A university has opened a hotline to offer reassurance to concerned international students after it was reported the institution had lost its highly trusted sponsor status.
London Metropolitan University (LMU) and its students outside the EU have been left in limbo while the UK Border Agency (UKBA) decides whether to withdraw the education provider's ability to recruit students overseas.
The university in North London had its high trusted sponsor (HTS) status suspended on 16 July over fears a small minority of its international students did not have accurate documentation to remain in the UK, thus preventing it from recruiting such students until further notice.
With the start of the September term looming, international students have been plunged into uncertainty about their future, with LMU's vice-chancellor dubbing the situation "outrageous". The investigation by UKBA is believed to have already cost the university in excess of £10m.
International students enrolled at the university are required to pay 50% of their tuition fee in advance. With some courses such as Masters costing up to £13,500, many students will be concerned what will happen to their money.
Yemi is due to start an Msc information technology course in September at LMU. The Nigerian student told HuffPost UK:
"My application has been on hold since I applied on 13 July. I think UKBA has the right to withdraw a university licence, but the timing is very wrong.
"If the audit was conducted in march they should have suspended the uni earlier, even before the uni issued out any CAS. Those CAS already issued out before the 16th of July should be valid at least, its a bad reputation for london met and also UKBA."
Yemi has already paid £4000 to the university for a CAS letter, which gives the recipient the ability to apply for a UK visa. "I got an offer from City University," Yemi continues, "which is a better uni but its too late now."
"I'm just so confused at the moment, I put my career life on hold to apply for the Msc at London Met and know I don't know what my fate is."
A spokesperson for LMU told HuffPost UK around 300 CAS letters had been issued to overseas students.
LMU, which describes itself as one of "the top 10 most popular universities in England for international students", opened the helpline at 9am on Tuesday. The decision to offer help is thought to have been prompted by an article in the Sunday Times last weekend that claimed Theresa May had already made the decision to withdraw the university's power to sponsor visas.
A UKBA spokesperson would not confirm when the decision is due, reiterating: "We have not made a decision yet.
"Any education provider has to meet strict standards, ensuring they provide high quality education, and take their immigration responsibilities seriously. We will not tolerate any abuse of the immigration system."
LMU posted a message on its website following publication of the article in the Times, which read:
"We are aware of information in today's Sunday Times newspaper about London Metropolitan University and UKBA. We will be making an announcement once the facts are known on Tuesday. We will be providing advice and support to those affected from Tuesday."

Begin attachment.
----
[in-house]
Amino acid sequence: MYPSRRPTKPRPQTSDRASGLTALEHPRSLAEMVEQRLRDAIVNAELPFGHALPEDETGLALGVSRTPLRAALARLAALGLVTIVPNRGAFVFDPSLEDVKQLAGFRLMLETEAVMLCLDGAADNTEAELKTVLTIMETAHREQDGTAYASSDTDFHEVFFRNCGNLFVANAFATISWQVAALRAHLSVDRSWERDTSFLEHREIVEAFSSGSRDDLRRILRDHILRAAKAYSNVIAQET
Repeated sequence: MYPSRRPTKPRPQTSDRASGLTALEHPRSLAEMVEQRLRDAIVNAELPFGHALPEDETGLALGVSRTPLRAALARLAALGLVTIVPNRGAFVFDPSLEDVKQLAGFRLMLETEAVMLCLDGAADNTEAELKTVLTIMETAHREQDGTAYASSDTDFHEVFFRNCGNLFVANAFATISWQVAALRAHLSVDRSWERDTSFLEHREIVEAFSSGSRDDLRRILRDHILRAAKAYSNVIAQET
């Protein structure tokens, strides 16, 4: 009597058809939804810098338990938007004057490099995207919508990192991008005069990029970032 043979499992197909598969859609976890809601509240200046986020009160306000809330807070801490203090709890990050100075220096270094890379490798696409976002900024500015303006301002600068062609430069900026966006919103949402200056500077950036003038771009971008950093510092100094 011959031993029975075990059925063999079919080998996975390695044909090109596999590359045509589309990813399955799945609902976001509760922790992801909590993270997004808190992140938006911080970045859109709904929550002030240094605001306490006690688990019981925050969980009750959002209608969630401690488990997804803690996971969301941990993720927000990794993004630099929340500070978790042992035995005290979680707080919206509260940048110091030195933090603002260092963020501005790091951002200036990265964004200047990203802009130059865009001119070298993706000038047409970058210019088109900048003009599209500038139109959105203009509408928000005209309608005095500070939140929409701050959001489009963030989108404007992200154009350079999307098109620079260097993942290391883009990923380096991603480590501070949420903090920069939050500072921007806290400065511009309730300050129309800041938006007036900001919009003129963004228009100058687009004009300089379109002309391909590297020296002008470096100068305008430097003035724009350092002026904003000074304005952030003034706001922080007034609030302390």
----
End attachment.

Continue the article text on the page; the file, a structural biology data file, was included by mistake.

But the university has yet to learn whether it will retain its current HTS status.
Malcolm Gillies, LMU's vice-chancellor, said the university had "repeatedly tried" to liaise with the UKBA for the past six weeks. Gillies attributed the agency's concerns to "processes related to the legacy of previous management".
"Disappointingly, the UKBA has been unwilling to communicate with the university, despite the growing £10m-plus hole their action has already left on our balance sheet," he continued.
"To learn that we might have our HTS status revoked via a newspaper, with the panic that this can cause for thousands of students, is outrageous.
"We have written to the Prime Minister, Home Secretary and Immigration Minister and asked them to outline who authorised the briefing of the story to theSunday Times and what consideration was given to the impact it might have on our students.
"At this time, our concern is with our students: to inform and assist our international students and applicants, who have put their faith in our institution. They will need clear information on their options for future study and timelines for securing those options."
Daniel Stevens, NUS International Students’ Officer commented:
"The incredibly chaotic manner in which this issue has been dealt with has caused a great deal of concern for many, and most particularly, of course, the students at London Met. This is wholly unacceptable, and entirely unnecessary. We await the final decision on London Met’s HTS status from the Home Office, and hope that they are mindful of the extreme consequences any revocation of the license would cause, and that they act from now on in a manner which reflects this."
Although several universities and higher education providers have had their licences to recruit overseas students suspended, no UK university has ever been wholly stripped of its power.
Andy Burrows, online editor of ForeignStudents.com described the ordeal as "impossible".
"Whilst it is important to police the way that British universities work with international students and student visas, the way the London Met case has been dealt with is ridiculous," he told HuffPost UK. "The decision should never have been left to such a late point of time, and then leaked through rumours in the press.
"It has left thousands of international students in an impossible situation of confusion, and begins to look like a punishment on them rather than the university."
The university's hotline can be reached on: +44 (0) 20 7133 4141